Archived Story

Apology owed to homeowners, tourists

Published 12:12am Friday, May 3, 2013

I read with disdain the letter to the editor dated April 7 “Enlighten Tourists with Facts, Not Fiction.” As Mr. Mansell wishes to enlighten tourists (and obviously, subscribers of this newspaper) with facts, he needs to first get a few of his own correct.

Knowing the owner of the home referenced, it is my opinion that this tour is one of the best in town — both factual and fascinating. The story in question is not only substantiated by two descendants who authored books on their family home, but furthermore, the date Mr. Mansell assumed was never actually given during the tour. The entire episode should have been better researched by a historian at Mansell’s level.

The question I have is this: what was Mr. Mansell’s motive? Was it to get the facts straight? He did not. If it was instead to humiliate the gracious homeowners who help the economic impact and livelihood of this city in a very public way, then mission accomplished! He could have easily chosen the more gentlemanly course by contacting the homeowner to substantiate facts; however, because of his method a personal matter has become a business one because of his use of the National Park Service name. The Park Service should be in the business of encouraging private homeowners in their sacrificial endeavors to open their doors for the economic benefit of this community. This is all done for a constructive purpose; therefore, there does not need to be destructive criticism from this government agency.

I can also ascertain that every homeowner has made a concerted effort in the last few years to raise the bar on their presentations. They have had a tremendous success this pilgrimage season as a testament to this effort.  Moreover, from my point of view, these “gullible tourists” (as they were referred to) are not usually craving boring facts in the first place; rather, many desire and even expect well-presented tales by good storytellers (this is the South after all!). Some are even relieved when they are not always presented with a timeline or pictures of dead ancestors. Many are here for the entertainment factor and escapism from everyday drudgery. Since for the price of each home tour they can instead attend a two-hour action-packed movie, many feel this should be a consideration. Because if these visitors can be made to laugh, feel welcomed and engaged, and relish the flavor of this unique area, that to me is much more important than making sure every word is factual — we shall leave the dry stuff to the government. With no accountability to any accreditation, we in the private sector are instead making the magic happen, and people have been coming to pilgrimage for over 80 years because of it!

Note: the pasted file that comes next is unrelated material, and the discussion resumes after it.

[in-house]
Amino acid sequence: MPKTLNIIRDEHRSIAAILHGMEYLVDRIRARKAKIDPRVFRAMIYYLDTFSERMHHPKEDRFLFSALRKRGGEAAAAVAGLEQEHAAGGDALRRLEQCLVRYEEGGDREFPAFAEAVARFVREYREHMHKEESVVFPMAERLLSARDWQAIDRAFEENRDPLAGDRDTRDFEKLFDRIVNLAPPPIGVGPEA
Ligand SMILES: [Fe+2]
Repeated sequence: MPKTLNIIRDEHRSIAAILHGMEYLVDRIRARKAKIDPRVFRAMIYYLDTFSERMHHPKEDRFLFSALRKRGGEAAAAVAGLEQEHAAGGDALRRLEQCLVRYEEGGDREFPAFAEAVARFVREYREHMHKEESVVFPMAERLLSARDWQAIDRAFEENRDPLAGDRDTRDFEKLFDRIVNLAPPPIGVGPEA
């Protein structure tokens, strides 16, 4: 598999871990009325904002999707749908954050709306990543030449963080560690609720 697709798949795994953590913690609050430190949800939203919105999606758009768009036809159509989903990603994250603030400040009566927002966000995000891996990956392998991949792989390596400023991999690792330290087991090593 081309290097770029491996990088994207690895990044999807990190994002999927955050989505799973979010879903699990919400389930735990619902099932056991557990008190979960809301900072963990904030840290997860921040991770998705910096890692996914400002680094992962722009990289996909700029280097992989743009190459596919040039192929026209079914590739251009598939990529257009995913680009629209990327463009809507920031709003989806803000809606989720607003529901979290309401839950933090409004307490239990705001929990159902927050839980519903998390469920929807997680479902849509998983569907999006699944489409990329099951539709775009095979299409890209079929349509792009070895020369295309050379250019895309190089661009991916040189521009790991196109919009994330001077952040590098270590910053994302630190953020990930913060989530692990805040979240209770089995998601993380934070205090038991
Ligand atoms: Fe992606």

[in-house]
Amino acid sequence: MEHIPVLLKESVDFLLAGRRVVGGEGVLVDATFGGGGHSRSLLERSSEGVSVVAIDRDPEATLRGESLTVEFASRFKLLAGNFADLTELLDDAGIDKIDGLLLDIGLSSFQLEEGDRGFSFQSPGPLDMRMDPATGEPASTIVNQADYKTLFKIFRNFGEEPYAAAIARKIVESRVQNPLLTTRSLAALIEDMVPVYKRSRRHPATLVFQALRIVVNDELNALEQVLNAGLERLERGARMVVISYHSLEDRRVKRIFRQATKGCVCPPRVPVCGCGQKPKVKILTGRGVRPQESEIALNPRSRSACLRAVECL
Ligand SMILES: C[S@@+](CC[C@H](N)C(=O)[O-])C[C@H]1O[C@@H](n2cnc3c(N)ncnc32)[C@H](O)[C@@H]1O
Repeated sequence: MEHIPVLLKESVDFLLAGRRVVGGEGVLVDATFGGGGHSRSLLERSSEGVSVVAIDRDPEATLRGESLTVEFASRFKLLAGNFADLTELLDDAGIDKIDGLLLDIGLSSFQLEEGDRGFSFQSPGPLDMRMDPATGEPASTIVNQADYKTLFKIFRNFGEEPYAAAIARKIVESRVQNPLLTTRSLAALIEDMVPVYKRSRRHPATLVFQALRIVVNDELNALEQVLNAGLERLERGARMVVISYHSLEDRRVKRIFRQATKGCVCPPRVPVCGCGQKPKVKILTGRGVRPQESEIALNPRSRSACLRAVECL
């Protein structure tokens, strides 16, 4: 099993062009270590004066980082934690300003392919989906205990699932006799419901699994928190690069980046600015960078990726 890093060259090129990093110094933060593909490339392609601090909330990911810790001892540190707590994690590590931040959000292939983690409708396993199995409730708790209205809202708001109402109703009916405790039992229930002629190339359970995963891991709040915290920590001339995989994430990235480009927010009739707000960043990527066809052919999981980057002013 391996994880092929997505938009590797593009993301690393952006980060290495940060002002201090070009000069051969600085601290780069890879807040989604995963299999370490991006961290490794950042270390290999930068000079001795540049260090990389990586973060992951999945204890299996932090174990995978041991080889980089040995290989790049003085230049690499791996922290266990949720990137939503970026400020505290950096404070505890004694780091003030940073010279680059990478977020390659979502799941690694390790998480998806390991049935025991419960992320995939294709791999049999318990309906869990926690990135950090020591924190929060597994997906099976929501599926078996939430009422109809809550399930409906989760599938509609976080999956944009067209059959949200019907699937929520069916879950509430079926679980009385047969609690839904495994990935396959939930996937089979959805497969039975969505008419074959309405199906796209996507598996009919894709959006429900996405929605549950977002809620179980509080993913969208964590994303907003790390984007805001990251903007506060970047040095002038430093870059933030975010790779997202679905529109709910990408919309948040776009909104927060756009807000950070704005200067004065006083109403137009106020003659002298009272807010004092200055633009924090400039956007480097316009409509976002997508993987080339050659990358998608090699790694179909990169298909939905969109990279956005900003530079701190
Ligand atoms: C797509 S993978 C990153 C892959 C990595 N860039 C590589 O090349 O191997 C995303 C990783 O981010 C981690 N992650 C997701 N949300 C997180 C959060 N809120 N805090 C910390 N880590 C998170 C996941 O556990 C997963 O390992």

Mike Blattner 

Natchez resident


  • khakirat

    Apology and reform should come from old home people for over 8 decades taking taxpayers money for any type promotions that is in the millions that needs to end!!! As for as the tourist-tell the facts and truth is what they want and not lies and fiction!!!!!!!!!!!

  • william

    Did this article just say to make something up cause that’s what the tourist wants? The tourist just paid the price of a movie for a tour so they want to receive a show for their money? I thought the point of a tour of a historical home was to learn history of facts and truth related to the home not to be handed some piece of fiction that sounds good but isn’t true just to justify a ticket price? Thanks but no thanks, I will take the truth tour over the MGM/Disney one.

  • Anonymous

    I question, myself, some of what is fostered off as “truth” by well-meaning Natchez guides/home-owners.
    Case in point. Not too long ago I was asked by a major player with the Festival of Music if I was aware that Richard Wagner’s piano was in Natchez? He was told that it was, and could not remember whose house it was in.
    I just had to stare blankly for a minute.
    Wagner’s piano is NOT in Natchez, MS. .
    Why would someone say that? Why would a home-owner or guide make such an assertion?
    I repeat this story, which is altogether true.
    One antebellum homeowner would point lovingly to a battered grand piano, and tell the visitors that the scratches and blemishes to the case were caused by the chains, which were used to lash the piano down to the wooden cart that transported the piano to Natchez in the !800′s.
    I hope no one with a background in pianos heard or saw this, as the piano was clearly an instrument of a much later date, probably 1930′s or so.

  • Anonymous

    I read this letter with distain. Truth is stranger than fiction if you do the research. We have the history here. We don’t need to be peddling falsehoods; that would be like cheating people and that is wrong!